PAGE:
The importance of establishing your brand in the era of Digital Darwinism cannot be overstated. Digital Darwinism occurs when technology and society evolve faster than one’s ability to adapt. Every brand is vulnerable, but no business is too big to fail or too small to succeed.
Guest post by Sarah Evans (PRsarahevans), chief evangelist, Tracky, social correspondent at Sarah’s Faves and author of [RE]FRAME: Little Inspirations For A Larger Purpose
The majority of businesses aren’t run efficiently and employees lack the tools and equipment necessary to do their jobs. Quite a wide sweeping statement, I know. But I’ve also been in the trenches. And I realize it’s not for lack of trying. I’ve worked with companies who hired consultant after consultant to help with productivity recommendations, workflow suggestions and overall team building — all in the name of doing better business. These investments never quite had the impact leadership hoped for.
Photo taken 11/19/12 using an iPhone5 at St Kilda Beach, Melbourne Australia
The Times They Are A-Changin’
Come gather ’round people
Wherever you roam
And admit that the waters
Around you have grown
And accept it that soon
You’ll be drenched to the bone
If your time to you
Is worth savin’
Then you better start swimmin’
Or you’ll sink like a stone
For the times they are a-changin’.
– Bob Dylan
Millennials aren’t only disrupting the consumer landscape, they’re changing the game for human resources. To say that the digital lifestyle of Gen Y is unique is an understatement. How they express themselves and what’s important to them is much different than the generations before them. As such, how employers need to manage and recruit this new generation of connected employees requires much more than a LinkedIn or traditional recruitment approach. Millennials are expressing themselves in a unique way, which is more like Facebook than that of a digital CRV or online resume. Did you know that the average age of a LinkedIn user is 43? It was just a matter of time until a new community arose to cater to Gen-Y.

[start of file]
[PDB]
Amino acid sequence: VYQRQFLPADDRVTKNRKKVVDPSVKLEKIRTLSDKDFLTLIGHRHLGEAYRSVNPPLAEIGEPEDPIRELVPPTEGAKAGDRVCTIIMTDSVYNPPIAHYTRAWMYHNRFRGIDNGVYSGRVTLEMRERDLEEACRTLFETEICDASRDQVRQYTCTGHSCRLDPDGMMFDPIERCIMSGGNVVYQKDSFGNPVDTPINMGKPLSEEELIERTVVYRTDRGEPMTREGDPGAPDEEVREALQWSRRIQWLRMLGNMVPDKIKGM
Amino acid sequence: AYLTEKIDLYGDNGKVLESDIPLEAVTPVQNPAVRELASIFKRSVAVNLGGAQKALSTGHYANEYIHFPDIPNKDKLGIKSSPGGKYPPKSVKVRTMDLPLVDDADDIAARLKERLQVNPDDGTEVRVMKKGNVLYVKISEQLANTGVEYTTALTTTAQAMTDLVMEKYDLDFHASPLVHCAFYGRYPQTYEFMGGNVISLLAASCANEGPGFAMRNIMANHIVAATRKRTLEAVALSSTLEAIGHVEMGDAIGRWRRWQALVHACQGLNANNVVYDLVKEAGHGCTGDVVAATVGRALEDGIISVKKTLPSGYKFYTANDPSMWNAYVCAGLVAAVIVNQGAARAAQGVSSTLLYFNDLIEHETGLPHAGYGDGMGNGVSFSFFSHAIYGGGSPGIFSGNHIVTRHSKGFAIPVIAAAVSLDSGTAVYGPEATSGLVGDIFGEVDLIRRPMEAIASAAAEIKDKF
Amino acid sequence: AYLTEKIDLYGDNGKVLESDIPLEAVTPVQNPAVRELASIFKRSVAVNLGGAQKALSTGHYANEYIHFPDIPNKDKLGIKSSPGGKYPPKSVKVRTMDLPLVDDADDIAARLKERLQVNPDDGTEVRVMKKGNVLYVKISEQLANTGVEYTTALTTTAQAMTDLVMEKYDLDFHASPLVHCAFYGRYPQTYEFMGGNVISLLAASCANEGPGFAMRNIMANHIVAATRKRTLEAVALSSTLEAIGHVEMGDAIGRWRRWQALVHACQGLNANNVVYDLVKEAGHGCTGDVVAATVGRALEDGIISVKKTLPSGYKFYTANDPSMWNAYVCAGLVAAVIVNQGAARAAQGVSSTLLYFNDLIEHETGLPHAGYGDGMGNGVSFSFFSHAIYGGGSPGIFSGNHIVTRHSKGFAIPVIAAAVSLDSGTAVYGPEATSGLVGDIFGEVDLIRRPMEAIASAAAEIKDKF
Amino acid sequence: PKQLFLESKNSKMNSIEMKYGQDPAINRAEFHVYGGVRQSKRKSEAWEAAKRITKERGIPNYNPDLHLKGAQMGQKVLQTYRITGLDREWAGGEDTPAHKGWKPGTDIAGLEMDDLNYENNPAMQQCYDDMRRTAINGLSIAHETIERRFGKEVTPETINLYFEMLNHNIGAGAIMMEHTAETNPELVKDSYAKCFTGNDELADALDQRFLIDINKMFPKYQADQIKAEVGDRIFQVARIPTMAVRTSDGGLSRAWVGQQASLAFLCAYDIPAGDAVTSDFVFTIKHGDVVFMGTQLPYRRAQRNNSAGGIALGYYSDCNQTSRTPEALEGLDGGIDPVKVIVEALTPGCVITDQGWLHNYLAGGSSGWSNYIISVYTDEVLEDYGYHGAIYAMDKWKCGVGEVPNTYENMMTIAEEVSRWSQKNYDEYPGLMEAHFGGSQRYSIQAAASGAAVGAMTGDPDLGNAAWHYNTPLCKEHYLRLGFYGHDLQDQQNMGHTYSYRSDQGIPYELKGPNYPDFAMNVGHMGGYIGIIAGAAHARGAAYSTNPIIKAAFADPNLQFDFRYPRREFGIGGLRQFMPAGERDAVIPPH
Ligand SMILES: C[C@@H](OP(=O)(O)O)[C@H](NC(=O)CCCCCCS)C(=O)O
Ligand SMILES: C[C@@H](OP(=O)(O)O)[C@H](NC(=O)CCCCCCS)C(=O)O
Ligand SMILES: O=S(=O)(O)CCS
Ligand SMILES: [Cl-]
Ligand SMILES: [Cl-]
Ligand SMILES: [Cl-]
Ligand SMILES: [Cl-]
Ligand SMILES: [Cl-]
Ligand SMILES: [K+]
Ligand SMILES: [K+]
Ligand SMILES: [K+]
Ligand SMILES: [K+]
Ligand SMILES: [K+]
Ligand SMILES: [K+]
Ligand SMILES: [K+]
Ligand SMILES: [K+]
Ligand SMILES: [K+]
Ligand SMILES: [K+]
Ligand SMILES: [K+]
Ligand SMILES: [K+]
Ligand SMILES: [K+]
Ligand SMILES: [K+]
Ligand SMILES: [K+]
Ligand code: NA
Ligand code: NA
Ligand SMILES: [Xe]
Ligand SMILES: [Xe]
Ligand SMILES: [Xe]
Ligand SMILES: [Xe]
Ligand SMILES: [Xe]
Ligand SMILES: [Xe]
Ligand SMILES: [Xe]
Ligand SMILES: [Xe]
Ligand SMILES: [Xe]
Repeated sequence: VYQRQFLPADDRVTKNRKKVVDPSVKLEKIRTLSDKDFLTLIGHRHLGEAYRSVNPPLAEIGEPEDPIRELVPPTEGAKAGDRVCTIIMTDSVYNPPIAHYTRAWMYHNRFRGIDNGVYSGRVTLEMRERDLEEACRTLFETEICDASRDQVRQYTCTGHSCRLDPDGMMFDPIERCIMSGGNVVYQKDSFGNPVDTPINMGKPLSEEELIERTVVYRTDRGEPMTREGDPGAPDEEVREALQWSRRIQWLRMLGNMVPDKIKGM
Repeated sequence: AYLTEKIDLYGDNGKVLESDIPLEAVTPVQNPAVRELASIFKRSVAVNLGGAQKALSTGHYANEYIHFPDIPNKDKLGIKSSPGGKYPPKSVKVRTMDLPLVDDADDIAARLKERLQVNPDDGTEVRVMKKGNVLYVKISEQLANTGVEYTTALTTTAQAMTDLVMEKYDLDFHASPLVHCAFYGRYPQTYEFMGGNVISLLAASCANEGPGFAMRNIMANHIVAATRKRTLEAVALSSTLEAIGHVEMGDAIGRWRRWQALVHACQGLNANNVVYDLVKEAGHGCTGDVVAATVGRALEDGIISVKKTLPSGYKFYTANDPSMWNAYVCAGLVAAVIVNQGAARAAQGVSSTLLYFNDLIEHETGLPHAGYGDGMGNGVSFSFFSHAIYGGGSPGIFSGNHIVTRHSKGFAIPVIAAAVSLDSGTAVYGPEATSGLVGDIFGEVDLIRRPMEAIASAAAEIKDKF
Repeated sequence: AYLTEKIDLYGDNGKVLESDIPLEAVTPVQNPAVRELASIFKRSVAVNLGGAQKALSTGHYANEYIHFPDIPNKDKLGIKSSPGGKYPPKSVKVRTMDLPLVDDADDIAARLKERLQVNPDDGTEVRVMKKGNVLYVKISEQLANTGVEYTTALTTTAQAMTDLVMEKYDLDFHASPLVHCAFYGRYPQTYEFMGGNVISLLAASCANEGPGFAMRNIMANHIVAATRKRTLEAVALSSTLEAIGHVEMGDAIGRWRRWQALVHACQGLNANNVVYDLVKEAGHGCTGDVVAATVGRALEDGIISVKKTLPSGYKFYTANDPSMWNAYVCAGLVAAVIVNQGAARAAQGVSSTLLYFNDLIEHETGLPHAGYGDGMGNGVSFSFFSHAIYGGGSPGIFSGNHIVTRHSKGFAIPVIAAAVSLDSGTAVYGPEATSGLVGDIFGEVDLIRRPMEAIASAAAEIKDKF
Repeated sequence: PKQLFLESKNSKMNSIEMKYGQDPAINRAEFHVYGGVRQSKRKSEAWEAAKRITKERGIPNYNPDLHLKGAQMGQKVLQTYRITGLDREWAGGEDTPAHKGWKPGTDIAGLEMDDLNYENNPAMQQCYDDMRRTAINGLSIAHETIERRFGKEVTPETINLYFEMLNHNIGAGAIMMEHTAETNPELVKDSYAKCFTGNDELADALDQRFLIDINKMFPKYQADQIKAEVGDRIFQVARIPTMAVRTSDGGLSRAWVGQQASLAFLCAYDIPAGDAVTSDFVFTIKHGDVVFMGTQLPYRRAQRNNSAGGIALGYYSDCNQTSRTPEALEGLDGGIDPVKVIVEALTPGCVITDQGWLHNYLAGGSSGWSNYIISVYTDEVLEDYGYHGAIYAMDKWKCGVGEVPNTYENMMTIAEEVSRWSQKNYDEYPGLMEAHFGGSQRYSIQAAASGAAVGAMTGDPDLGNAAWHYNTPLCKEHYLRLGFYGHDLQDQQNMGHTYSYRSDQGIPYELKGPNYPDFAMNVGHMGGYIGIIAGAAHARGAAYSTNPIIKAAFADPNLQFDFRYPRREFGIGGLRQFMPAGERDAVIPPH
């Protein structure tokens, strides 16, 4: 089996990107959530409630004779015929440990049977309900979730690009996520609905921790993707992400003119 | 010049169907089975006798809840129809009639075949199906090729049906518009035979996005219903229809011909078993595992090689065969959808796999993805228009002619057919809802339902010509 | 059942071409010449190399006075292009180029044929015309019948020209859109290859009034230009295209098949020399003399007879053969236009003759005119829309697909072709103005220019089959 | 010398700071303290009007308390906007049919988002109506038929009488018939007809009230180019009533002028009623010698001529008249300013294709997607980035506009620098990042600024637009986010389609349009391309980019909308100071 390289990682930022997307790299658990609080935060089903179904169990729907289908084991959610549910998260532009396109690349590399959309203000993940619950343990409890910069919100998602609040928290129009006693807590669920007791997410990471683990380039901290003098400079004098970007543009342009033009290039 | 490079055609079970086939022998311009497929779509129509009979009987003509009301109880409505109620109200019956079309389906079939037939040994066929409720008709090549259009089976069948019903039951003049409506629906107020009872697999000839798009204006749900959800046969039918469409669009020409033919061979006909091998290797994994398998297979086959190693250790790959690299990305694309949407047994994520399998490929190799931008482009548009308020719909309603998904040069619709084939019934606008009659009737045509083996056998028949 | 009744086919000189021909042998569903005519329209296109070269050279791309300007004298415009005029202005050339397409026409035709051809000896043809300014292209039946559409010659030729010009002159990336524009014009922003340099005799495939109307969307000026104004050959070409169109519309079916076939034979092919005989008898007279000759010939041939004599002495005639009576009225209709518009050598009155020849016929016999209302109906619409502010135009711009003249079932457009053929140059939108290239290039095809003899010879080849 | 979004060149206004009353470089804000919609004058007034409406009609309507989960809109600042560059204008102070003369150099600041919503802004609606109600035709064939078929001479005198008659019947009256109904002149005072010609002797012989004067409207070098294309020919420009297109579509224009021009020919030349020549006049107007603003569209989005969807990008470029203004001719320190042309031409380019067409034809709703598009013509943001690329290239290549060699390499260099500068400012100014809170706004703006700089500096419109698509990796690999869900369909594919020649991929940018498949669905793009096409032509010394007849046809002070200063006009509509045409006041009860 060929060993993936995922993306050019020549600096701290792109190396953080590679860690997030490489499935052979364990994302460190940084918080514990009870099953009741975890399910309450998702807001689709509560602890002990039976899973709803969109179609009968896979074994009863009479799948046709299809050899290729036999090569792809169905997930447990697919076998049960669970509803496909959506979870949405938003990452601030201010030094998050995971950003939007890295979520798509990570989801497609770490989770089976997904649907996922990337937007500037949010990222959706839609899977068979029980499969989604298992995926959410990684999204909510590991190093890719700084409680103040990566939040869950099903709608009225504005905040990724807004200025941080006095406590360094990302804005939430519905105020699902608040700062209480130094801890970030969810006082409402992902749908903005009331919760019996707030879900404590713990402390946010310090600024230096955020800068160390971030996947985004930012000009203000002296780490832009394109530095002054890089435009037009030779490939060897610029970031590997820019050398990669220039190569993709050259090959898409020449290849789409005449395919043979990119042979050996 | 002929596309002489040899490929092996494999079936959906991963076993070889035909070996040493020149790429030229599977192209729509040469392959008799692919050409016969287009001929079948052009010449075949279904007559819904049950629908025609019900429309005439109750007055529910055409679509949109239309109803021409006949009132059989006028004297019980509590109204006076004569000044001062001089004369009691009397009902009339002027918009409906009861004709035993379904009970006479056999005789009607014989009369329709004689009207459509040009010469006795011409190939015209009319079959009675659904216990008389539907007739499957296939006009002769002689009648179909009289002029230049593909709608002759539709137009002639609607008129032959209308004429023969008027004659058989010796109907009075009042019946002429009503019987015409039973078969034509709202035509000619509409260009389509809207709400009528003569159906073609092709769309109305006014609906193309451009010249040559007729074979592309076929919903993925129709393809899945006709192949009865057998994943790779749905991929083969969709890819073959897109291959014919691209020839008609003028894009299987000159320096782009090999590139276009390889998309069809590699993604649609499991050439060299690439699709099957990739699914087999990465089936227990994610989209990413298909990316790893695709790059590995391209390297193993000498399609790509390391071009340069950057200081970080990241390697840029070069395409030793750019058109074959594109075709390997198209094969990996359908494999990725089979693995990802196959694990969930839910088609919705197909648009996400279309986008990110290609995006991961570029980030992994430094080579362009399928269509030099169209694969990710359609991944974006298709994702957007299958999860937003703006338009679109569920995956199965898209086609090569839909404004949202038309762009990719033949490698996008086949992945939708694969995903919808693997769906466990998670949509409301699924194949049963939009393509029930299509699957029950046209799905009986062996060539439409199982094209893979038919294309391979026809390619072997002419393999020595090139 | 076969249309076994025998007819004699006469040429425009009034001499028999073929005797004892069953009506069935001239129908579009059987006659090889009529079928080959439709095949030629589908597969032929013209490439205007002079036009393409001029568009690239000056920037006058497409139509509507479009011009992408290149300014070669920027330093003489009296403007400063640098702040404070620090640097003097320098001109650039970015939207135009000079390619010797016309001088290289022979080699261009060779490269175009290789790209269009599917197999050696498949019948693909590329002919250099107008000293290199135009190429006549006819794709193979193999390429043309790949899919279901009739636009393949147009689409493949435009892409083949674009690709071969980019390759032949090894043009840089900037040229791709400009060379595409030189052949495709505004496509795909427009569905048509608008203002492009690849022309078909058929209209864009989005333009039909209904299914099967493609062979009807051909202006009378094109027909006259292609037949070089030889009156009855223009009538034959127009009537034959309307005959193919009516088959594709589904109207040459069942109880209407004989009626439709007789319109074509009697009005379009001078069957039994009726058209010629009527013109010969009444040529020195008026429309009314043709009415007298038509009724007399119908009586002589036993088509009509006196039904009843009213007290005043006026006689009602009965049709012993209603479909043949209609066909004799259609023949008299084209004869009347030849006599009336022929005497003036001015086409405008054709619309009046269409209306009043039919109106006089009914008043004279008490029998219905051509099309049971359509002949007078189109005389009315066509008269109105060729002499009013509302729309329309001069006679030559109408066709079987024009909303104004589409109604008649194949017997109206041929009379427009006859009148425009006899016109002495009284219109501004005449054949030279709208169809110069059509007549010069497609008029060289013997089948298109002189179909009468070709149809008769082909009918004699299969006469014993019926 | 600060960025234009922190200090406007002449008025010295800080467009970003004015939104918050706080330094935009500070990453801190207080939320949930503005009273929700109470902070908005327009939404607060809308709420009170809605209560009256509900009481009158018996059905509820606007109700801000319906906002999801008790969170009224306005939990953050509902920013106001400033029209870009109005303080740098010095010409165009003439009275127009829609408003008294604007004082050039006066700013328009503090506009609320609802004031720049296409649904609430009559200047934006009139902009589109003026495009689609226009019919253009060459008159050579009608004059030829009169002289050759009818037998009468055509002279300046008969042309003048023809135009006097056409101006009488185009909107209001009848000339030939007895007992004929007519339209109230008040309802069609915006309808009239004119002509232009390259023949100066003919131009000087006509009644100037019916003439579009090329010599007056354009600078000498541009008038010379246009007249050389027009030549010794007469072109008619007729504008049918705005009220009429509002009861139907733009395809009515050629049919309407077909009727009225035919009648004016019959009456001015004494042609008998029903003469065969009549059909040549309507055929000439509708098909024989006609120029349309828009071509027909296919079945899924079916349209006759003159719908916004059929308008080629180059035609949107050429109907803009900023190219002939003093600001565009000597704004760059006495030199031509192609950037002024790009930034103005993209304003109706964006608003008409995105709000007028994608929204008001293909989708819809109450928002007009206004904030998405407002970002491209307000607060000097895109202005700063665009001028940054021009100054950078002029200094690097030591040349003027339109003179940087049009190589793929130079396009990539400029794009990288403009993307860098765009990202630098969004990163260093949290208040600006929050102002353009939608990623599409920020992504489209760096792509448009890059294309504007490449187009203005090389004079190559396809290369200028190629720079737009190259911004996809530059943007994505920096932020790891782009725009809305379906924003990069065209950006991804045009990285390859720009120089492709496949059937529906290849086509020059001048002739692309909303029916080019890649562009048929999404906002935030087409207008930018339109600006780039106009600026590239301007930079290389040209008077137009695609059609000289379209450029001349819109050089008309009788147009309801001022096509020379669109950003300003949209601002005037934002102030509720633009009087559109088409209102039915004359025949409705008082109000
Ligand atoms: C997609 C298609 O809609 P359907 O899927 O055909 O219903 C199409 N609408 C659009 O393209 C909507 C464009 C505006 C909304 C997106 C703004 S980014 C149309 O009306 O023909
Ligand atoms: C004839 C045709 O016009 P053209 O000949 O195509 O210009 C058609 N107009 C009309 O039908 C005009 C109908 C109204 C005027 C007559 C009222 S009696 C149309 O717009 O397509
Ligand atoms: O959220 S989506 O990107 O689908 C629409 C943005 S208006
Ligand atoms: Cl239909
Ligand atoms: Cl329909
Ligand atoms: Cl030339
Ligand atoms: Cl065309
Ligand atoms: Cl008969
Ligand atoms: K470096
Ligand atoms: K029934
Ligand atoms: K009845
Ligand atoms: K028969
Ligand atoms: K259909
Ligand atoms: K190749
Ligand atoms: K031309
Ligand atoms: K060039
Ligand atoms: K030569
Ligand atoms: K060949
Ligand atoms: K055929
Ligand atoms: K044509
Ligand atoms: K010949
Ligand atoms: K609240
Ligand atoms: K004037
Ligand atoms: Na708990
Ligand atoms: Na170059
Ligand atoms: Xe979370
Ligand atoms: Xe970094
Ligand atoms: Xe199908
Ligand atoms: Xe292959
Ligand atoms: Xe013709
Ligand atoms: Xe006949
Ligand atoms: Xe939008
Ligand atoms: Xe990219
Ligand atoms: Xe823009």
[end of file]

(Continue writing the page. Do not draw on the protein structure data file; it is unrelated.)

Content Context is King!
Social media ushers in an era of contextual relevance that finally trumps content as king. Don’t get me wrong, content is important. After all, without it, what would people read, watch, interpret, remix and share? But without context, content is simply a message or story trying to find a home. In social networks, people stitch together social networks based on their relationships, interests, and aspirations to personalize their online experience. Doing so creates a network where, in theory, information that’s shared and the connections that come and go are material to everyone involved.
Understanding the investment process in Silicon Valley used to require membership to a very exclusive club of investors, plugged-in media and experienced entrepreneurs. Adeo Ressi sought to change that. After starting seven successful companies that created over $2 billion in shareholder value he was faced with diminishing equity with each new company he would start. In 2007, Ressi unveiled the anonymously backed TheFunded.com in 2007 to shine a light on the situation to improve the human and financial relationships between investors and entrepreneurs in Silicon Valley and around the world.